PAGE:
|Equifax Business Failure Score||1000||1880||1500|
|Equifax Payment Index Score||0||100||90|
|Experian Intelliscore Plus||1||100||76|
|FICO SBSS Score||0||300||180|
What Steps Can You Take to Improve Your Business Credit Score?
Here are some score-building tips to use if your business numbers are not all they should be:
Register with the bureaus, if necessary: Some of the credit bureaus, such as Dun & Bradstreet, won’t issue you a credit score unless you register your company with them. For example, D&B will issue you a nine-digit D-U-N-S identifier once you register to establish your credit report. Check each of the credit agencies for their requirements.
Check your current reports: Errors, especially derogatory ones, can needlessly depress your credit scores. Each of the credit agencies will send you a copy of your report upon request (usually for a fee) that you can examine for mistakes. If you find any errors, dispute them with the agency and the creditor; check with each agency on how to proceed.
Establish trade experience: Your business usually needs trade experience (i.e., instances of borrowing, leasing, or purchasing products or services on credit) to receive a credit score. For example, D&B requires a minimum of four instances. You can do this easily if you use vendors and suppliers, but it might be harder if you don’t. In that case, see about opening credit accounts (with financing terms) with your attorney, accountant, local office supply store, and local computer store. Recent instances of trade experience carry more weight than do older ones, so you always want to have several instances that go back less than two years.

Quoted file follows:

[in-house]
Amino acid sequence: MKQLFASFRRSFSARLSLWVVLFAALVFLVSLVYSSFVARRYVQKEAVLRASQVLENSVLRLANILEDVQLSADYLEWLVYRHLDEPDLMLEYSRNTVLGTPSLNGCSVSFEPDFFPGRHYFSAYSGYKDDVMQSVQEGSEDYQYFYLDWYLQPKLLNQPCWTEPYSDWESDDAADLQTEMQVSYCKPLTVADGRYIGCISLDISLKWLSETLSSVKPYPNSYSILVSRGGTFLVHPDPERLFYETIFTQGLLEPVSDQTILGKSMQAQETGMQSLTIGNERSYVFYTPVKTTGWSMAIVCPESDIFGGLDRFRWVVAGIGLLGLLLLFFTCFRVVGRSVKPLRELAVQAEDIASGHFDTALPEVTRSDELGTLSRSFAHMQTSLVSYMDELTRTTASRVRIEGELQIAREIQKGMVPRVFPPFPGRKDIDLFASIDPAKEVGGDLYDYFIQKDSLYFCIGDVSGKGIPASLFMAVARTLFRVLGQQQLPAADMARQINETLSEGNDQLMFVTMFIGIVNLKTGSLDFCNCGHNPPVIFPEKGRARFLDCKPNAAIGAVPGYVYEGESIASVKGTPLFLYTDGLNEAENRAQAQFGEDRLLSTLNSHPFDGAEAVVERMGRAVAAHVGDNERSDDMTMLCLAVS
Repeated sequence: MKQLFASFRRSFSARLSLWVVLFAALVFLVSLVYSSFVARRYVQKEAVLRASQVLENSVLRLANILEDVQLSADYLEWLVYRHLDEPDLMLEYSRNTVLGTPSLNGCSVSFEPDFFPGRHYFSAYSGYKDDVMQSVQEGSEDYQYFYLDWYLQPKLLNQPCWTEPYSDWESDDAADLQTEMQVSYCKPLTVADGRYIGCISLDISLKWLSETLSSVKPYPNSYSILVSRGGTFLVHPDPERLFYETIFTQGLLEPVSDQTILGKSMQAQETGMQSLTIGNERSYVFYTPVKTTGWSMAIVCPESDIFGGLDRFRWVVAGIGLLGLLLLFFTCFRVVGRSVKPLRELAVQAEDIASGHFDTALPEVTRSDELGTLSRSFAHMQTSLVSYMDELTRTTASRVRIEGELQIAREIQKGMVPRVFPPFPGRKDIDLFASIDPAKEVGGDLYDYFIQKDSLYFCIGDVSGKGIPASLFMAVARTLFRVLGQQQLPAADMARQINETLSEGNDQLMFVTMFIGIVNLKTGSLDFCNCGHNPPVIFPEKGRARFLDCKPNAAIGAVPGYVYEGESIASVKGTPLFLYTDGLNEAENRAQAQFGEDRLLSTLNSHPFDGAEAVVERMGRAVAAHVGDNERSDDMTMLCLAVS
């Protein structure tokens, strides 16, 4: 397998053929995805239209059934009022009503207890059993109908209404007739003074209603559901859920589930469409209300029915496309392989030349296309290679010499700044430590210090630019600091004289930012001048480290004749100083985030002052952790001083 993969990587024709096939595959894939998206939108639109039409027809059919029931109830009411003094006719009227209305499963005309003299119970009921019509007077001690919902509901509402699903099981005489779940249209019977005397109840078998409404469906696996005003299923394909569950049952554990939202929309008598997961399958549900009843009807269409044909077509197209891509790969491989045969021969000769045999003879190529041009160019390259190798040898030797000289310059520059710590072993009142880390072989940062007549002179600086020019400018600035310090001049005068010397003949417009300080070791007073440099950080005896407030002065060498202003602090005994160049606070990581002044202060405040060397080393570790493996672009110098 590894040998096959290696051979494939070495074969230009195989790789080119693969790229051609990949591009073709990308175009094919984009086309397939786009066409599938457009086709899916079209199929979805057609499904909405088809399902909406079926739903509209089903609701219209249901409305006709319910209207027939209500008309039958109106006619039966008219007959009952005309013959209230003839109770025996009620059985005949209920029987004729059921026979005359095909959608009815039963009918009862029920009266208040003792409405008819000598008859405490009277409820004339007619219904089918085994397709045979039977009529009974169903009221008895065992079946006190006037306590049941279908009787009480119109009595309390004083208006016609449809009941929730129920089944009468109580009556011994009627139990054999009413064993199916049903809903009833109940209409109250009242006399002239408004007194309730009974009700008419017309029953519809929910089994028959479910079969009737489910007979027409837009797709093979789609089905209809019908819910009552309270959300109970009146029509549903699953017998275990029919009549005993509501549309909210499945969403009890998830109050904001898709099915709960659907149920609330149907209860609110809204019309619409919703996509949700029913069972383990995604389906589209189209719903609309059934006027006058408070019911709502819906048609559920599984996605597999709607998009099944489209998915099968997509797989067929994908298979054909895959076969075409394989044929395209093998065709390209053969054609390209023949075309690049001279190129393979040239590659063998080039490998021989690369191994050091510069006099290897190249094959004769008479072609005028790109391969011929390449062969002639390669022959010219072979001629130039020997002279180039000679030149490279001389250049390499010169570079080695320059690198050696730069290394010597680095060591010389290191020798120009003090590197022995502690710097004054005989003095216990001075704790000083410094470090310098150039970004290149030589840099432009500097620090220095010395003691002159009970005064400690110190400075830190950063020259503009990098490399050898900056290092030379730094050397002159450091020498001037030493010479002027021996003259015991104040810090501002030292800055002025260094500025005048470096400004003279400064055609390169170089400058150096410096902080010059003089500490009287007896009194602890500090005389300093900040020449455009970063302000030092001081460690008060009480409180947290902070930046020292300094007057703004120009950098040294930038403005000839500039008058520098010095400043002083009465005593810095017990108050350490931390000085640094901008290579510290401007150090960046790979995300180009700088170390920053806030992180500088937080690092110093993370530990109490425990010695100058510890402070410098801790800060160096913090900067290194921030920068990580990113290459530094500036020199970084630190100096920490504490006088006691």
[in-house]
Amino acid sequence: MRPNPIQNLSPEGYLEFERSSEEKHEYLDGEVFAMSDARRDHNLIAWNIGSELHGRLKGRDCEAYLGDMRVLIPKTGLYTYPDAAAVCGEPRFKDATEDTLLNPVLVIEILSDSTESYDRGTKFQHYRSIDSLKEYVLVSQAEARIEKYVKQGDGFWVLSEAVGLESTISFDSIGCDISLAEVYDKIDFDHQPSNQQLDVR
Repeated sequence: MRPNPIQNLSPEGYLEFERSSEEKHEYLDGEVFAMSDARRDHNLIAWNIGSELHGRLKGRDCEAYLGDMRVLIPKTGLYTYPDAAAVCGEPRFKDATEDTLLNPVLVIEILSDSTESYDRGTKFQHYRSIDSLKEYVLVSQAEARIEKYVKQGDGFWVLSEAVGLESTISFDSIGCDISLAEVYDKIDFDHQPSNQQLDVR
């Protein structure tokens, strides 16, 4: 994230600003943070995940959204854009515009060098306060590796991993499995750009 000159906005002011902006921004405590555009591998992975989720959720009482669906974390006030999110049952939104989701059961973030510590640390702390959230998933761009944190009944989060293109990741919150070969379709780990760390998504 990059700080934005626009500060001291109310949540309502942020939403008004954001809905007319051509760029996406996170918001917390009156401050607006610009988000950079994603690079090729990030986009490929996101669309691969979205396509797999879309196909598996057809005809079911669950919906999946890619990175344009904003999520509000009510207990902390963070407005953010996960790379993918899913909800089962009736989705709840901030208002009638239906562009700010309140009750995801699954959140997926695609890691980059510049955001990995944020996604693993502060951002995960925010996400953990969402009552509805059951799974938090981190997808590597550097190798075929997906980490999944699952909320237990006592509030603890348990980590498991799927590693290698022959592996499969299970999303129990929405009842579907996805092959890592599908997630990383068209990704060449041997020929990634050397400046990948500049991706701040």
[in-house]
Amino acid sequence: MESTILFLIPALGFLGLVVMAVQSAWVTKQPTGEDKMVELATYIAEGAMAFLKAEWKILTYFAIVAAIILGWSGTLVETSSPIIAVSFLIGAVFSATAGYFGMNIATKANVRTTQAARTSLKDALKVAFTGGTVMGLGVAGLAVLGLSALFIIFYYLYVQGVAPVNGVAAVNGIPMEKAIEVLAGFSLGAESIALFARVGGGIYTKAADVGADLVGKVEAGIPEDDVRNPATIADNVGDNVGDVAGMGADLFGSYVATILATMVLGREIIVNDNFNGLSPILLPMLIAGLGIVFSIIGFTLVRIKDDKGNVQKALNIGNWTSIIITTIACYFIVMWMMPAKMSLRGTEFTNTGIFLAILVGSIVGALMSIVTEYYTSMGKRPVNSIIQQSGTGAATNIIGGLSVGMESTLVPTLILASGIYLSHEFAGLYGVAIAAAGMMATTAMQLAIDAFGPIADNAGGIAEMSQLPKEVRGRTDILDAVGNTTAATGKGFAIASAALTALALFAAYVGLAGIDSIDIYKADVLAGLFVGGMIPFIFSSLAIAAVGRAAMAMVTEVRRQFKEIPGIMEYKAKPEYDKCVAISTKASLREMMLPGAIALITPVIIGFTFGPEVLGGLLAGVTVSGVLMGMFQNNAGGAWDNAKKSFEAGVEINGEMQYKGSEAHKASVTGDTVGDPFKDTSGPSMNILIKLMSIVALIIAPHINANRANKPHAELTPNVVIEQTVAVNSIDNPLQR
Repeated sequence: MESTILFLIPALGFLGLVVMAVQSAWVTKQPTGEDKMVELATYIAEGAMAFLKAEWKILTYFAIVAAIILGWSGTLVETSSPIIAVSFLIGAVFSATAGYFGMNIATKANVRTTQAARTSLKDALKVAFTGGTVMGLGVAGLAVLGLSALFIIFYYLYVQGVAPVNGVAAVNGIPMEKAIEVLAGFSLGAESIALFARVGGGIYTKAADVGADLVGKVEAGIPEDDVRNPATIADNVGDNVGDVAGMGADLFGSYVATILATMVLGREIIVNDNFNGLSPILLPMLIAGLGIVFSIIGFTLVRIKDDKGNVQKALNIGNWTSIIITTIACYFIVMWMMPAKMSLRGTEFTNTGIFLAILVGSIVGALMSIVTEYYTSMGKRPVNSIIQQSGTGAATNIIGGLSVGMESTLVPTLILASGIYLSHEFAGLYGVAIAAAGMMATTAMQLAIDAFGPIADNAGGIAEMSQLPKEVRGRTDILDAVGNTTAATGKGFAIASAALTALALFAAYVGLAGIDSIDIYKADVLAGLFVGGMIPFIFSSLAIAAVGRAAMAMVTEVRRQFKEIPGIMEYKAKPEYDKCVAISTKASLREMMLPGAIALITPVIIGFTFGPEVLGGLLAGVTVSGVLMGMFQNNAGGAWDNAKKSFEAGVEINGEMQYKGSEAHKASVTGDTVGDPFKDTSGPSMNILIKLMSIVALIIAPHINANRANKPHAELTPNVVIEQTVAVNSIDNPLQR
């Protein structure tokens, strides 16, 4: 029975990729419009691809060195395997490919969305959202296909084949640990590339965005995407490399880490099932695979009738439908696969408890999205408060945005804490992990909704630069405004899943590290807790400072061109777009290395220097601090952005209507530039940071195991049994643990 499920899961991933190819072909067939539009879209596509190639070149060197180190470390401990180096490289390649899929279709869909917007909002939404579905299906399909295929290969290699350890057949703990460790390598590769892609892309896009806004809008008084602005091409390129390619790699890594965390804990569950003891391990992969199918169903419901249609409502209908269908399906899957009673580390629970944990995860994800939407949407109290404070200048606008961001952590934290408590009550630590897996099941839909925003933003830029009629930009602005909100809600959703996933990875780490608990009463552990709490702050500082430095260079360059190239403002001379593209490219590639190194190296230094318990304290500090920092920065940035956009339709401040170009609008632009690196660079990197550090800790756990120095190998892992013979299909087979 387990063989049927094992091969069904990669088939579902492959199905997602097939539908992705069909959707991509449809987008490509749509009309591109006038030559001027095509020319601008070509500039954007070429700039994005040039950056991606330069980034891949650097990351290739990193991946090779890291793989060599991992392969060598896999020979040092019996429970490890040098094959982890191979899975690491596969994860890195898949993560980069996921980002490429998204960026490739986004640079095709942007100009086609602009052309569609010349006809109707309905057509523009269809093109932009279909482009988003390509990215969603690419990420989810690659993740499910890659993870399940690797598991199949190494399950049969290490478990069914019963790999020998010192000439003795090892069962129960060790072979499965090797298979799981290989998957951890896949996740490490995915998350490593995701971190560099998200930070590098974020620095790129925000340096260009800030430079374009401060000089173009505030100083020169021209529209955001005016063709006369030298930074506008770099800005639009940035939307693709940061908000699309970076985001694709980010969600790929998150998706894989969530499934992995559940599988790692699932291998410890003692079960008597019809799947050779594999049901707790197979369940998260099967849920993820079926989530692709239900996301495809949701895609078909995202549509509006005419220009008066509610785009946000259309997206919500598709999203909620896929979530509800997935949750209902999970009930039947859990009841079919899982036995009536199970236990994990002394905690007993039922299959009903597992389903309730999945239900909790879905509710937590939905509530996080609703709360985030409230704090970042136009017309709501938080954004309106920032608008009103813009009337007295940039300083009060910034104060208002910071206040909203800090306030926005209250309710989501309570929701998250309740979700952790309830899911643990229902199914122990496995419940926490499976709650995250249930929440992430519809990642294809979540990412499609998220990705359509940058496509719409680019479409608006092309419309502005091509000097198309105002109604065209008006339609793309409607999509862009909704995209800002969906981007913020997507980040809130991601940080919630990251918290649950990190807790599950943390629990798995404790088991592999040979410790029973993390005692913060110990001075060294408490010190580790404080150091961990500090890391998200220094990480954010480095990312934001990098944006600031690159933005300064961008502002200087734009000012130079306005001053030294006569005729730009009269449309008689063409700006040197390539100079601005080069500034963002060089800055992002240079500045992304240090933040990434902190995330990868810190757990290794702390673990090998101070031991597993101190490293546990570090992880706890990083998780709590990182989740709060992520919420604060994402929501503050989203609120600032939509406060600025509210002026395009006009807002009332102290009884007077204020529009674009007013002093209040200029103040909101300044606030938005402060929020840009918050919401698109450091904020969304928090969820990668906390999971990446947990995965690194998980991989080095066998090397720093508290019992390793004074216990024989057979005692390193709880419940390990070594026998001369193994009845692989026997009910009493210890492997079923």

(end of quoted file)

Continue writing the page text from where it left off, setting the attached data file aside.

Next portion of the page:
Get your financials into shape: Some scores look at your financial reports. If you haven’t already done so (and you should have), calculate important financial ratios, such as profits/sales, profits/debt, working capital ratio or debt service coverage ratio. If you find ratios that are below the averages for your industry, address the problem. This will help your business in several ways, including your credit score.
Pay ahead of time: Some scores reward you for paying your credit-based bills before they are due. Unless you actually need the additional time, it’s a good idea to pay early, and in no case should you ever miss a payment deadline. Late payments can cripple your credit score, so find ways to avoid them.
Reduce credit utilization: Credit utilization is the amount of credit you are using versus the amount you’ve been approved for, such as when you open a revolving line of credit. Utilization rates below 20% are generally helpful, while those above 40% can hurt your score.
If you are looking for the methods that can improve your business credit score the quickest, consider registering your business with the credit agencies, establishing and using trade accounts, paying down your debt, and fixing your credit reports. It will usually take a minimum of three months to see the improvement, and it might take up to a year. Keep the avenues of communication open with the credit agencies so that you can periodically check your progress, evaluating any changes you’ve made to your business and its debt.